There you are swimming along, taking in the scenery, drinking in the wonderful aroma of a rich fulfilling life, clear in the knowledge of who you are, where you are at and where you are heading for and then BOOM.

A split second, no time to weigh things up, stack odds against likelihoods decide on the most suitable path forward and … Just BOOM.

FAITH that which anchors us.

In computer games, it is the moment when the screen says Game Over. You lost your final life, it wasn’t planned, it was some sneaky attack from nowhere, a slight slip of the thumb and the computer registered an 8 instead of a 7 and BOOM- game over. It wasn’t even intentional.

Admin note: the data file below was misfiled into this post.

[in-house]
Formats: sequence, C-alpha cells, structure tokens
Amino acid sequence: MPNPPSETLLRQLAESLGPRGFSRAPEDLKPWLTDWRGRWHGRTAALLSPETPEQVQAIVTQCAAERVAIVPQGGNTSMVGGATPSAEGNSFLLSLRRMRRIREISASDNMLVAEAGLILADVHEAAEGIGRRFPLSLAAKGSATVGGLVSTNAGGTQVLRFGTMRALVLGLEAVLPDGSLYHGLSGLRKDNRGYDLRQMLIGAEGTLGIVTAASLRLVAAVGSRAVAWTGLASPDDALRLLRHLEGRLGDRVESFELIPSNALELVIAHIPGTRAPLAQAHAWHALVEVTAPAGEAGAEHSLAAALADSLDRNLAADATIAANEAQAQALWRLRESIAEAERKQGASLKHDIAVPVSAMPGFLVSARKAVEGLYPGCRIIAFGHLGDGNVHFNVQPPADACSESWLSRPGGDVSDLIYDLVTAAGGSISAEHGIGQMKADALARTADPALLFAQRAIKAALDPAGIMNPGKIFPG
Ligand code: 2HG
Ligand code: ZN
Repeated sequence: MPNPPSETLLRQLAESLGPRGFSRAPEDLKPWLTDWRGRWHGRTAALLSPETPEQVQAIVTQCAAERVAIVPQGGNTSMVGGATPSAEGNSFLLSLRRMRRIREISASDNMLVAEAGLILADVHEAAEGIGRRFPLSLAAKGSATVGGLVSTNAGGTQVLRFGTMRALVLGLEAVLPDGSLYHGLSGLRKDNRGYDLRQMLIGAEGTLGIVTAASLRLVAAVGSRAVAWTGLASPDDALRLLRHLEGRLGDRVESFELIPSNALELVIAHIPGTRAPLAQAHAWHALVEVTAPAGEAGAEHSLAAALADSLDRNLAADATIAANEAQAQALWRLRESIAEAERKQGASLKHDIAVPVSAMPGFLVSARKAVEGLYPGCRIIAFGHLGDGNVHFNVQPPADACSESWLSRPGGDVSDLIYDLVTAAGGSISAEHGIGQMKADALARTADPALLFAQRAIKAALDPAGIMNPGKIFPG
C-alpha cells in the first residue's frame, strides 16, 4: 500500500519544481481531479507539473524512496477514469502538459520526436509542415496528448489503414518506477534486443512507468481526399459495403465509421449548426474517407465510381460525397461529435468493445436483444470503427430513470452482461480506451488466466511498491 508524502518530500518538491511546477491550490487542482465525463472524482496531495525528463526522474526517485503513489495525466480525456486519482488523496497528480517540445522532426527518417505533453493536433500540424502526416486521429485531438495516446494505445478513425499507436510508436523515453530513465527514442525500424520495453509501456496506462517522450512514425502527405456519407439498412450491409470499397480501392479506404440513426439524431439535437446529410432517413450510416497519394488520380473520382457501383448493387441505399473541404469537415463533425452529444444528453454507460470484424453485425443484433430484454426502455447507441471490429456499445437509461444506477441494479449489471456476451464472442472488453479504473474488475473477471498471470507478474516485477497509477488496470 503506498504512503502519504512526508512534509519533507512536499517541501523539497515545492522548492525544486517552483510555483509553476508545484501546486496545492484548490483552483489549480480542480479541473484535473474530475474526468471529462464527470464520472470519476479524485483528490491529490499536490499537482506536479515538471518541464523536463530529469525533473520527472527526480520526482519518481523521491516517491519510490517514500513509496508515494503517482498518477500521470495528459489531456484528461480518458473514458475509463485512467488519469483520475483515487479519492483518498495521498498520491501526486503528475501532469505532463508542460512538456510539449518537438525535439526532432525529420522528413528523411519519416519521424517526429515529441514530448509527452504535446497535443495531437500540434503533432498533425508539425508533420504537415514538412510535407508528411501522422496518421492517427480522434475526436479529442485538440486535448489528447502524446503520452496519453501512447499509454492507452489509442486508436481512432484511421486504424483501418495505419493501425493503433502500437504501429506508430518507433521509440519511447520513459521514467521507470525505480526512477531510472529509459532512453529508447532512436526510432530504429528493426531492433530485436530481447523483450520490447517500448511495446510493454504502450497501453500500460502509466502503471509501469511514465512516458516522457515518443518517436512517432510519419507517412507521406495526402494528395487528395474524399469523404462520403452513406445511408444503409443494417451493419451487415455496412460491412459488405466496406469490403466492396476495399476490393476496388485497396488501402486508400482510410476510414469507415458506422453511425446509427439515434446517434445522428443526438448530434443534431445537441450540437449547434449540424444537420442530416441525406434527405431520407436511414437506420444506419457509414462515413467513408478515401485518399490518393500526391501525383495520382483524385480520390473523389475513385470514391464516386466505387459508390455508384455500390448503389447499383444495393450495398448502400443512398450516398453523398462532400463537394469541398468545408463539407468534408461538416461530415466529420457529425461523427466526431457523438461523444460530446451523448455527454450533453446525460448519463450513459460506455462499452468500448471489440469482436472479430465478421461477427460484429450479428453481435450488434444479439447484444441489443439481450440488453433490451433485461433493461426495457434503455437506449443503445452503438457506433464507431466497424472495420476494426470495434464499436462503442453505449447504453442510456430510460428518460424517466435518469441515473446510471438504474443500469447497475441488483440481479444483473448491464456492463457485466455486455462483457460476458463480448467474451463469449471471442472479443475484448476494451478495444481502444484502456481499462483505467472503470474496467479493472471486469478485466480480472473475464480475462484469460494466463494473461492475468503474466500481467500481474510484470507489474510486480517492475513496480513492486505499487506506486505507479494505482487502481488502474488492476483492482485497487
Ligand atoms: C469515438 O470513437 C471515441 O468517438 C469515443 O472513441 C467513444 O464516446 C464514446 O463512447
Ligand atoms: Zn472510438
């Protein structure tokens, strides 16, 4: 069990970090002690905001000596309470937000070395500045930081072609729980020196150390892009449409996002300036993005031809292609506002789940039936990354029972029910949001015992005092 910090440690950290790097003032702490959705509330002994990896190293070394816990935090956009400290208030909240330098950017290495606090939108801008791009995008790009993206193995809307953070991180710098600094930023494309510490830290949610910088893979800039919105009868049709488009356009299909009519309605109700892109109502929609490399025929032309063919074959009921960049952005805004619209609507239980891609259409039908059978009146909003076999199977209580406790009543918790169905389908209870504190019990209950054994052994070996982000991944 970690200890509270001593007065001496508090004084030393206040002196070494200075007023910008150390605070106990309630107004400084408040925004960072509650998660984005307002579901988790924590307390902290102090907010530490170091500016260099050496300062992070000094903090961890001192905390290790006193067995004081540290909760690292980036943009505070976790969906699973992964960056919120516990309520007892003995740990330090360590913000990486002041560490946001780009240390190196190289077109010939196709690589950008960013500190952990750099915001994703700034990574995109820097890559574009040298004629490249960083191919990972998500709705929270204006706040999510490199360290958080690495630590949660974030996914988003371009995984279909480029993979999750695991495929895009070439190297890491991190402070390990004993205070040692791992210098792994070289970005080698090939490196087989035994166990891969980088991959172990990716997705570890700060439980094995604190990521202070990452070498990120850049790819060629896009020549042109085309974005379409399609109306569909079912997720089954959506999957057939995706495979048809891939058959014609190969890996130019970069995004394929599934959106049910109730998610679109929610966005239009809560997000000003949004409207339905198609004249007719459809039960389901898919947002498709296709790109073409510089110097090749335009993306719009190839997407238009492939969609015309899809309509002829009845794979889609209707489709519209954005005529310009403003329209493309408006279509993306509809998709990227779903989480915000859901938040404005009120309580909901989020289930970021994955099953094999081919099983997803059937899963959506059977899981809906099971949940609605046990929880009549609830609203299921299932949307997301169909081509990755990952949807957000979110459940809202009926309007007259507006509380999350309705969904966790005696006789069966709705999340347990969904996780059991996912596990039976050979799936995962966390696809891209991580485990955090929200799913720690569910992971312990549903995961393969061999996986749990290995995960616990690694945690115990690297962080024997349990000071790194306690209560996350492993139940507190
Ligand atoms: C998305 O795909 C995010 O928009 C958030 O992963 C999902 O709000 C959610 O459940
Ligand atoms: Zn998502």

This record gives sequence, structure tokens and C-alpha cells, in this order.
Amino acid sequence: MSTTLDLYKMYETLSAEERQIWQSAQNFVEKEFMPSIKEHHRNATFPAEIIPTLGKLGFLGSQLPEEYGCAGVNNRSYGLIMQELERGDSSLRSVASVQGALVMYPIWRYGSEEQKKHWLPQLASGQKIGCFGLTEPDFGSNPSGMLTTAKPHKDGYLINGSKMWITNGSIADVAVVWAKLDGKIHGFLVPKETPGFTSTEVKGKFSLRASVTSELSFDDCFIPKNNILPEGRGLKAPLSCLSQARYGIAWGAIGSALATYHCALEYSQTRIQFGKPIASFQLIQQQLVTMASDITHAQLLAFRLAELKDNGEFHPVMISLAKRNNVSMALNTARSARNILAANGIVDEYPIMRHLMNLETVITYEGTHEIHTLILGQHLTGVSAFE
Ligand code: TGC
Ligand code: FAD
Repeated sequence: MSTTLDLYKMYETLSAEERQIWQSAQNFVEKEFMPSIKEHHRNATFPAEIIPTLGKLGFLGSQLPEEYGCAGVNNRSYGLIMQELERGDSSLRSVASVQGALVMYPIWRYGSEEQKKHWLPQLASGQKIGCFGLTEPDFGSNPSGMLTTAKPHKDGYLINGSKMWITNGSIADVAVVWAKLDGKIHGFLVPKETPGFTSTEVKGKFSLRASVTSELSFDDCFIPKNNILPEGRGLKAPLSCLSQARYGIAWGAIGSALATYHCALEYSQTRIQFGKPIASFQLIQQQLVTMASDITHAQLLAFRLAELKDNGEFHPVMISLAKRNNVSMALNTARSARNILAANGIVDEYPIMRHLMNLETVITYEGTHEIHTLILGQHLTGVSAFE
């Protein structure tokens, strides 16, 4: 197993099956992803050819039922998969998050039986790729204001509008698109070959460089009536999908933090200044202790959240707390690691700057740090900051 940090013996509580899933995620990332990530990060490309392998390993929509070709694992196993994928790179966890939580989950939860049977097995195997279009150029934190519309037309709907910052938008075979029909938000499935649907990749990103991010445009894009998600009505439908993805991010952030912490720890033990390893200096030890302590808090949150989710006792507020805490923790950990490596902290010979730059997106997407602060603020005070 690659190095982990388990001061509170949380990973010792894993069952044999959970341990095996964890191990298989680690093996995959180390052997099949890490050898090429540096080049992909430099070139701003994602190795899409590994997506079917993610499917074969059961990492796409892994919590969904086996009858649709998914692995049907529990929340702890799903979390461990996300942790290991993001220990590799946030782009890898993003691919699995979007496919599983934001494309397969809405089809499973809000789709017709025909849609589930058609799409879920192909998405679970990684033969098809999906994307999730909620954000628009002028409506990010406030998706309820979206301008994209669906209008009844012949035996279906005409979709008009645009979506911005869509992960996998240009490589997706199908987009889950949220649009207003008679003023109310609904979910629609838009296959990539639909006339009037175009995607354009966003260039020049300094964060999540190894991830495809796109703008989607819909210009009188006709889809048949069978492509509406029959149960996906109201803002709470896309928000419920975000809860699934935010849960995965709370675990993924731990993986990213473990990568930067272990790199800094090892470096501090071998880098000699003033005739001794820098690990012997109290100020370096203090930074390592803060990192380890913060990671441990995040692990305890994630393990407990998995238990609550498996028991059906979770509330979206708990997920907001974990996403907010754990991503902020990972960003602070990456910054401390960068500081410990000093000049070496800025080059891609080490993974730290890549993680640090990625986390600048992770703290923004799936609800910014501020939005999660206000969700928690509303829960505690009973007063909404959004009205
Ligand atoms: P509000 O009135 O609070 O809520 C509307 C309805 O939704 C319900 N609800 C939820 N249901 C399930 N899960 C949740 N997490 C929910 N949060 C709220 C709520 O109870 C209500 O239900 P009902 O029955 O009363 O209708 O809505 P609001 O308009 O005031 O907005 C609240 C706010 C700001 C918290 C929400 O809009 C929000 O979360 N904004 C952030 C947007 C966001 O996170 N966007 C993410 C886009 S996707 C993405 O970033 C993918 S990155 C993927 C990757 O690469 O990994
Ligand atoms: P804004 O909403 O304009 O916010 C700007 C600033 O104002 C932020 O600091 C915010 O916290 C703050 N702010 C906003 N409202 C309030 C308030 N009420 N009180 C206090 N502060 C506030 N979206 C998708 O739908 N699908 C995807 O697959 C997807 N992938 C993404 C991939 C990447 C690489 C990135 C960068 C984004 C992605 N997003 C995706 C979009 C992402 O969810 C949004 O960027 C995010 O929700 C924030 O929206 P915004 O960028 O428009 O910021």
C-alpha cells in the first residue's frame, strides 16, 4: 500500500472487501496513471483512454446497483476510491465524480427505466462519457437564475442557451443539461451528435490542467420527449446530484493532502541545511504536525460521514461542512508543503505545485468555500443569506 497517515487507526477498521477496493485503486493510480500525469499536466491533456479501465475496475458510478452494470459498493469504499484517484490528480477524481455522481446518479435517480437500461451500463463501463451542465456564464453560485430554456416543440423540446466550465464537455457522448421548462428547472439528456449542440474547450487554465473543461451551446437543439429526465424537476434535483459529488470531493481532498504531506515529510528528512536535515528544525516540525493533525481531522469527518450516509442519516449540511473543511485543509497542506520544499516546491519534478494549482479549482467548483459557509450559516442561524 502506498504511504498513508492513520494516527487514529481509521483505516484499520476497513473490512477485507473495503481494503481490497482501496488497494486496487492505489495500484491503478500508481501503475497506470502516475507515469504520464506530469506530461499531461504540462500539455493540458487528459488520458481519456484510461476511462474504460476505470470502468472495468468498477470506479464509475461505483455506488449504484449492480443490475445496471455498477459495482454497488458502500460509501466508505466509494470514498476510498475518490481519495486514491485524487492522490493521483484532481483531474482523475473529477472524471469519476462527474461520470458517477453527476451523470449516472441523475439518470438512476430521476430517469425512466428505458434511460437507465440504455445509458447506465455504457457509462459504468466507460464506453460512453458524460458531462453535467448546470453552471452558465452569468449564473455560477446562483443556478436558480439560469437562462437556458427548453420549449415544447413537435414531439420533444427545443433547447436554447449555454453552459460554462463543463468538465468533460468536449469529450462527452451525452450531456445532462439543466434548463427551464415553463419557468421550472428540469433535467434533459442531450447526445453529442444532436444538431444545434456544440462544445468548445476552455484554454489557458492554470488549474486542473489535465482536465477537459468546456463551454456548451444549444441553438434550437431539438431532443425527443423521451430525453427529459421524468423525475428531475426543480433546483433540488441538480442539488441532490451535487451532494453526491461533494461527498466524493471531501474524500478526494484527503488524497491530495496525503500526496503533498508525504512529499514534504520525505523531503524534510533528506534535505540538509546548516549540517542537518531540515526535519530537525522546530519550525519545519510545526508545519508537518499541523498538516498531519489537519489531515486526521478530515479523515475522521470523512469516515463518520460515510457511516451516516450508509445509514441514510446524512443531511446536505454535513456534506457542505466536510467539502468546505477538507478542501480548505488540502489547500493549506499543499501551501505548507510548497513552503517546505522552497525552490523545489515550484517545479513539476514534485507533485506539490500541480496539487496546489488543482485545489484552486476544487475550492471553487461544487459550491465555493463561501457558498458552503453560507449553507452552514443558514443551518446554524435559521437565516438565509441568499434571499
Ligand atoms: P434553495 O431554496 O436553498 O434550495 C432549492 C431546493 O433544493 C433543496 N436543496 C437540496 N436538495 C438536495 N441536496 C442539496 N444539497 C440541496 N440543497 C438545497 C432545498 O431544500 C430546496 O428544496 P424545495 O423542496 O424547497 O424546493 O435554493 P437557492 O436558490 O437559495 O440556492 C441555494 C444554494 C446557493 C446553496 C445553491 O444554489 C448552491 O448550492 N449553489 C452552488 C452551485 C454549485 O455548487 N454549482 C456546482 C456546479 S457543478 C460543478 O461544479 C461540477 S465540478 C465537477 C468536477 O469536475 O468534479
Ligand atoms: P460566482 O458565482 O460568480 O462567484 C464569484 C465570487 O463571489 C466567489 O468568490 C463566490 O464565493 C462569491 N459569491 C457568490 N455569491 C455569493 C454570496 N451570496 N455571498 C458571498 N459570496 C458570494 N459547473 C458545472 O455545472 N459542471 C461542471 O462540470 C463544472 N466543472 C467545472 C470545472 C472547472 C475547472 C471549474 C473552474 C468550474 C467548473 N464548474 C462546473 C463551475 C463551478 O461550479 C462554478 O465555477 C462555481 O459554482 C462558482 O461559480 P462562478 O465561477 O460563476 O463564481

It is likely to be your own fault, a lapse in concentration, a misguided loyalty, a misunderstanding, too much haste in a too pressured job and that is it. Wiped out in a nanosecond. No insanity plea, no curtain call, just fingers gripping the edge hoping that you won’t fall, just silent prayers to an overworked God asking for forgiveness.

If you are lucky and your prayers are answered you will live to fight another day. You will be thankful, and kinder and maybe wiser and certainly more careful. You will always know and understand that everything can and does change in a split second for good or bad, better or worse and you will always know that the split-second can be at any moment in your life-that it is unlikely to have been planned, or heralded by omens and signs. Just BOOM.

FAITH that which anchors us.

© Alison Jean Hankinson